Publication

Managing Risk and Liability in the Sale of a Business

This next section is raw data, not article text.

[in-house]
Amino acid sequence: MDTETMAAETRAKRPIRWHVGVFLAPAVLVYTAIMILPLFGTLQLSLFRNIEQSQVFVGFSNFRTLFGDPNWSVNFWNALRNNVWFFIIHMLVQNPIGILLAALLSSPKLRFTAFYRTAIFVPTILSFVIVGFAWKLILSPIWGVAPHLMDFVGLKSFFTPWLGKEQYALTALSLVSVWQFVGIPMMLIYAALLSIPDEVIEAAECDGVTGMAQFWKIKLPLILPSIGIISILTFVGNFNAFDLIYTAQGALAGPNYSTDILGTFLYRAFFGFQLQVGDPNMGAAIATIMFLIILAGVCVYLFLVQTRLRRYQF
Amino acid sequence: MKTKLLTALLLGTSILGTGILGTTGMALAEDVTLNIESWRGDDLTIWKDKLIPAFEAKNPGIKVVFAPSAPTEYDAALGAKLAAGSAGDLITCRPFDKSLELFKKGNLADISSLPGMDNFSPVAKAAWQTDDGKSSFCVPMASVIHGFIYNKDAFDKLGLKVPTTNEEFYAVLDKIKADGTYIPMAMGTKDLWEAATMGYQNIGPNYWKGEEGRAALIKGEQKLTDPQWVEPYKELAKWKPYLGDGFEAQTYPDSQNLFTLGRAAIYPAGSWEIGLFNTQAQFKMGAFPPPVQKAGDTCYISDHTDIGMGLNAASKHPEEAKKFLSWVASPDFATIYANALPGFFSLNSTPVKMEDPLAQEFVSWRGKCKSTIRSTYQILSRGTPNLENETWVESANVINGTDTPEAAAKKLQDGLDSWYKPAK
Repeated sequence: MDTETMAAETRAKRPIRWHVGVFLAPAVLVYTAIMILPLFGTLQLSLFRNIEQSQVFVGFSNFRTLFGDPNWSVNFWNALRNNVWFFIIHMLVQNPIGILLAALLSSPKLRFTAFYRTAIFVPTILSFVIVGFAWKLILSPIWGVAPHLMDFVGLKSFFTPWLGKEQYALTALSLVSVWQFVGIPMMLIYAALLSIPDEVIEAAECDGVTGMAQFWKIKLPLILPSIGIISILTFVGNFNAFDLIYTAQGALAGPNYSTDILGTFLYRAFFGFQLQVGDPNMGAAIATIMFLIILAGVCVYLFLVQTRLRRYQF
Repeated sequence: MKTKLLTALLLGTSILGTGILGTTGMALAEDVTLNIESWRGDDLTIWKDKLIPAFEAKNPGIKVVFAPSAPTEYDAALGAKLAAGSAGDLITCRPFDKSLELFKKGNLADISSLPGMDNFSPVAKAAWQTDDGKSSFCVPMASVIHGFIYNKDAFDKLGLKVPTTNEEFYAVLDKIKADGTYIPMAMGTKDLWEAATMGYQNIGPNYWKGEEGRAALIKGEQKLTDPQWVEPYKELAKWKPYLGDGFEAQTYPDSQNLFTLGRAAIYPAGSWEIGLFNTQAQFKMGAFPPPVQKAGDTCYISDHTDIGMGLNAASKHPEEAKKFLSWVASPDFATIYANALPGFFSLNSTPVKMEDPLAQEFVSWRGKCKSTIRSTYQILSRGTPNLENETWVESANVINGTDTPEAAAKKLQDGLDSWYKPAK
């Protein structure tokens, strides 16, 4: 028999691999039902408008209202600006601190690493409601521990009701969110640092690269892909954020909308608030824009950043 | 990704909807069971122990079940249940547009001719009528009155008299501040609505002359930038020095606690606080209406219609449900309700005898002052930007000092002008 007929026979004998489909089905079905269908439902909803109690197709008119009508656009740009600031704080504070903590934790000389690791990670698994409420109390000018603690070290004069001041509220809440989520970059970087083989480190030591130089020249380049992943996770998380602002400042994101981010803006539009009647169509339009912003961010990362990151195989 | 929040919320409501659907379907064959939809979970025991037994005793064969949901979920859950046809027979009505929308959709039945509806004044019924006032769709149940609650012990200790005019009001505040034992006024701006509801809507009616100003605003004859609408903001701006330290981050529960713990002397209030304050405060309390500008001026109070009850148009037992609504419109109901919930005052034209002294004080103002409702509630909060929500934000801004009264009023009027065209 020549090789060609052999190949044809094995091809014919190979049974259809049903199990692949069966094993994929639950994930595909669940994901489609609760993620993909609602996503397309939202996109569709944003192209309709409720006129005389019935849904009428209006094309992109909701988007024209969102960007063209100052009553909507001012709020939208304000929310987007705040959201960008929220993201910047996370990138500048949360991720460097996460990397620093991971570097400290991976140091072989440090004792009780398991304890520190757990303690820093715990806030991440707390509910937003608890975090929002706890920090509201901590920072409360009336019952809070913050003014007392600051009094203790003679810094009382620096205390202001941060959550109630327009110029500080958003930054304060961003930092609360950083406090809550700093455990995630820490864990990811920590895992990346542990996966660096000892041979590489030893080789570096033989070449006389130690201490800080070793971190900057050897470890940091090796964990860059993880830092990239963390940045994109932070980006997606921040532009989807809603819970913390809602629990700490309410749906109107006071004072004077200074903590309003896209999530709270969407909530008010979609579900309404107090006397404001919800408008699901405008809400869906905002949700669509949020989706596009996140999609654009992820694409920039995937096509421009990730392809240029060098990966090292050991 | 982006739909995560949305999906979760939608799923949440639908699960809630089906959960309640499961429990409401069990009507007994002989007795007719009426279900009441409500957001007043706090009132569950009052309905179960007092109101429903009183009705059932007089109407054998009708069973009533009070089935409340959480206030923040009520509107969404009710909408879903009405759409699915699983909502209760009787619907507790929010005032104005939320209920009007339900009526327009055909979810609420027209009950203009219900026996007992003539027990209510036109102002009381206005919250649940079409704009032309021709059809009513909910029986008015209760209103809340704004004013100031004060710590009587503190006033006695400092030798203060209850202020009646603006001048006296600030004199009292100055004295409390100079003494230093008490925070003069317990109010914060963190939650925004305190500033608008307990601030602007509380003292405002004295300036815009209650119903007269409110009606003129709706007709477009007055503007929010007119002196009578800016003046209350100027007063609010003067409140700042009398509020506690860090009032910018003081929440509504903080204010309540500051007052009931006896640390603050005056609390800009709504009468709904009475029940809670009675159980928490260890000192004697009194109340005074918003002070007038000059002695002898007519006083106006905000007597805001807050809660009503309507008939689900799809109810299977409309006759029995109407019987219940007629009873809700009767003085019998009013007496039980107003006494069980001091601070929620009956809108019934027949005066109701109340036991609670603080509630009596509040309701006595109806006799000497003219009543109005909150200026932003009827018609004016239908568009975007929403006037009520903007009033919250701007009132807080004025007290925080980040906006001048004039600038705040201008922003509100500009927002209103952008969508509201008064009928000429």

By Ted Offit and Jesse Delanoy   INTRODUCTION For a business owner, the sale of a business typically represents a significant lifechange, from many perspectives. The seller is no longer the owner, the boss. Even though, as is often the case, the seller may continue to work at the company for some period of time, the seller has placed ultimate control over the business’s destiny in the hands of others. The level of responsibility changes; often the pressure is much less. The interest in profitability may change, and the seller’s personal incentive to grow the business may be drastically different. And, ironically, although the seller may feel relieved from exposure to the risks and vagaries of owning and operating a business, the seller’s actual exposure may, in some ways, have increased as a result of the sale. When a business is sold, it is customary for the seller to make certain promises (known as “representations and warranties”) to the buyer regarding the condition of every facet of the business. The accuracy of financial statements, the seller’s title to the business assets, compliance with tax and regulatory requirements, the enforceability of contracts, matters concerning the company’s workers and many other matters are usually the subject of the seller’s representations and warranties. The seller also in many instances agrees to indemnify the buyer against loss arising from any existing debt or obligation of the business not expressly assumed by the buyer with regard to the seller’s previous operation of the business prior to closing. Prior to the business sale, many or most of the problems which might arise in these areas would result in liability by the company, but not in personal liability by the owner because the company and not the owner would be responsible for satisfying the debts and paying the claims of the company. But once the business is sold, the seller must usually compensate the buyer for certain losses suffered by the purchased business due to indemnification promises by individual sellers in connection with the sale, the pre-existing debts or the inaccuracy of any of the representations and warranties, whether intentional or accidental. The protection from personal liability which the seller once enjoyed, from the use of a business entity such as a corporation or limited liability company, is gone, and the seller’s personal assets, including the purchase price received on the sale of the business, and potentially much more, are at risk. PROTECTION The seller, though, has a variety of options available in order to minimize and to protect against the financial harm caused by such personal exposure. These options include the use of: • non-recourse contracts; • liability caps; • indemnity baskets; • representation and warranty insurance; • retitling assets; and • asset protection trusts Since the circumstances surrounding each sale of a business are unique, the seller should carefully consider which of these options may be appropriate fo r the transaction. Non-recourse Contract In a non-recourse contract, the seller neither makes any representations and warranties regarding the condition of the company, nor agrees to indemnify the purchaser for existing liabilities. In essence, the buyer is purchasing the company “as is,” and so assumes all the risks of undiscovered liabilities which may arise after closing. Since the buyer is taking all the risks in a non-recourse contract, the purchase price which the seller receives will generally be less than if the contract provided the basic protections of representations, warranties and indemnifications to the buyer. Caps on Liability Even with a buyer who insists that the seller warrant the condition of the business and indemnify the buyer for claims and losses, the seller can still retain a measure of protection against undiscovered liabilities, with the buyer’s recourse limited to a certain “cap” amount. The cap on such recourse is often limited to a negotiated portion of the purchase price. Since the buyer could likely recover more from the seller if there were no cap on liability, the buyer will often require that some or all of the purchase price be placed in escrow, possibly for several years, so that there is an available source of money from which to satisfy claims by the buyer. At the end of the escrow term, the deposit, or any amount remaining after satisfaction of buyer claims, will be paid out to the seller, as part of the purchase price for the business. However, during the term of the escrow, neither the buyer nor the seller will have control of the deposit. Indemnity Baskets The use of an indemnity basket recognizes that in the sale of any business, especially in larger transactions, there will certainly be some claims or charges against the business in the buyer’s hands which were existing debts prior to the sale, or which arise from breaches in the seller’s representations and warranties. The basket provides that the buyer may not recover any compensation from the seller unless and until the aggregate of such claims against the business exceed a certain fixed amount, agreed to in the contract. The seller can offer the buyer two types of an indemnity basket: an excess liability basket, or an overflow or dollar o ne basket. An excess liability basket provides that the buyer may recover from the seller for ndemnification and for breaches of representations and warranties only to the extent that the aggregate of such claims exceeds the agreed amount. For example, if the agreed basket amount were $50,000, then the buyer would have no right to recover from the seller the first $50,000 in claims against the business, costs and expenses subject to the seller’s indemnity. Only when the total of such claims, costs and expenses exceeds $50,000 would the buyer be able to sue for and collect from the seller the amount of claims, costs and expenses incurred over and above this amount. In contrast, an overflow basket would entitle the buyer to collect the first $50,000 of claims, costs and expenses, in addition to the excess, from the seller, but only after the aggregate amount exceeds the $50,000 base. If the total amount of claims, costs and expenses were to top out below $50,000, the buyer would have no recourse against the seller. Representation and Warranty Insurance An alternative to the contract protections for the seller described above is a recent insurance product known as representation and warranty insurance. Representation and warranty insurance is transaction specific, in that it covers only those representations and warranties made by the seller in a specific transaction, and can thereby be used to protect the seller from the financial harm caused by the unintentional breach of certain representations and warranties. Such insurance also covers existing claims against the company, and so, can supplement or even replace the need for an escrow deposit or an indemnification basket. Before using representation and warranty insurance, a seller should consider such factors as coverage protections, amounts and restrictions, premium amounts, qualification as a tax deductible expense, events of policy termination and coverage of indemnification claims. However, there are some drawbacks to the use of representation and warranty insurance. Actual knowledge of facts or circumstances by the seller prior to closing that would reasonably be expected to give rise to a breach or claim will result in exclusion from coverage. Also, since the insurer provides coverage for specific representations and warranties of the seller, the underwriting process will require a second level of due diligence that may be quite time-consuming and expensive and thus, may result in the delay or even disruption of the sale of the business. Retitling Assets Another strategy that the seller may consider to protect personal assets from claims by the buyer, is to retitle many or all of the seller’s personal assets, either by placing the assets in the seller’s spouse’s individual name, or in the joint name of the seller and seller’s spouse, as tenants by the entireties. The effect of retitling assets in this way is that the seller will gain the protection of marital laws which prevent creditors of one spouse from reaching and seizing assets held by the other spouse, or assets held in joint name. Thus, in the event that the buyer sues the seller for breach or indemnification, the buyer will be able to collect only out of assets held in the seller’s individual name. It must be noted, however, that retitling assets in this way will not protect the seller if done with the intention to avoid a known or existing claim by the buyer, since such an action would be considered fraudulent. A wise approach would be to retitle assets well in advance of the sale of the business, in order to minimize the possibility of a fraud claim against the seller arising from transfers of the seller’s assets at or around the time of the sale. In addition, a seller contemplating transferring assets into a spouse’s name should first consider the estate and gift tax consequences of retitling the assets. Placing the bulk of the family’s assets in one spouse’s individual name, or in joint name, may have a significant adverse impact upon the family’s ability to minimize its overall estate tax liability through use of the unlimited marital deduction, each spouse’s lifetime estate and gift tax exemption amount, and the annual gift exemption amounts. Depending upon the wealth of the seller, the need for efficient estate planning may take precedence over the optimum protection against contingent liabilities. Furthermore, the transfer of assets into the spouse’s name may have a material effect upon the seller’s right to the assets in the event of a marital separation. Depending upon whose name the assets are retitled in, the seller may be at a material disadvantage during a marital separation proceeding. Thus, the same marital laws which ordinarily protect the seller from creditors may in fact work against the seller in a separation or divorce. Asset Protection Trusts The final strategy presented herein for protecting the seller’s assets from claims by the buyer, as well as from other creditors, is the use of an offshore asset protection trust (“APT”). An APT operates like any other trust in which distributions of income or assets to the beneficiaries are made only at the discretion of the trustee. However, unlike most estate planning trusts, the APT will be governed by the laws of a foreign jurisdiction which has favorable asset protection laws. The effect of establishing an APT is to place upon a creditor the burden of meeting certain prohibitive legal procedures and requirements of the foreign jurisdiction before the creditor can seize the assets of the APT. Meeting such requirements can be time-consuming, complicated and expensive, and may therefore deter many creditors from filing suit to seize the assets of the APT, or at least may provide the trust beneficiary (in this case, the seller) with leverage to negotiate a favorable settlement. The typical APT would give the seller control of the assets until a substantial claim or crisis arises, at which time control of the assets would automatically revert to the trustee. Thus, in order to secure protection of the assets in an APT, the seller must be willing to eventually sacrifice total control of the assets. Since the needs of each seller are unique, a seller should consult with an attorney in designing an APT which will provide an appropriate balance for protection and control of the assets. Conclusion In any business transaction, unanticipated and undiscovered liabilities will arise after closing which may cause financial harm and loss to the seller. Such liabilities may result from the seller’s unintentional breach of representations and warranties or from existing claims against the company. Without adequate protection, the seller stands to lose the purchase price, and possibly more. It is therefore advisable for a seller to prepare for such exposure by seeking appropriate protections. The seller has many options available, including traditional protections and alternative aggressive strategies, in order to minimize the risk of financial loss. Since the risks and liabilities in each transaction are different, a seller should carefully consider which strategy or strategies are appropriate for each particular circumstance. Since 1987, Offit, Kurman, has been specializing in mergers and acquisitions for buyers and sellers, and also in asset protection for sellers in connection with the sale of their businesses. Our practice areas include business and corporate transactions, estates, trusts and asset protection, labor and employment law, civil and commercial litigation, construction law, real estate, tax, debtor/creditor law and alternative dispute resolution. Offit, Kurman reserves all rights to this article, including the right to reprint and reproduce this article. Ted Offit is the Chair of the firm’s Business Practice Group and has substantial experience in the numerous practice areas including Corporations, Partnerships and Limited Liability Companies, Taxation, Mergers and Acquisitions, Financial Planning, Reorganizations for Financially Troubled Companies and Asset Protection Strategies.  Mr. Offit can be reached at toffit@offitkurman.com or (301) 575-0304. Jesse Delanoy is a partner in the firm’s Business Practice Group, and serves as outside general counsel to many privately-owned businesses, concentrating his practice primarily in the areas of Corporations and Partnerships, Mergers and Acquisitions, Family and Non-Family Business Ownership Transitions, Commercial Contracts, Small Business Planning, Employee Agreements, and Real Estate.  Mr. Delanoy can be reached at jdelanoy@offitkurman.com or (301) 575-0301.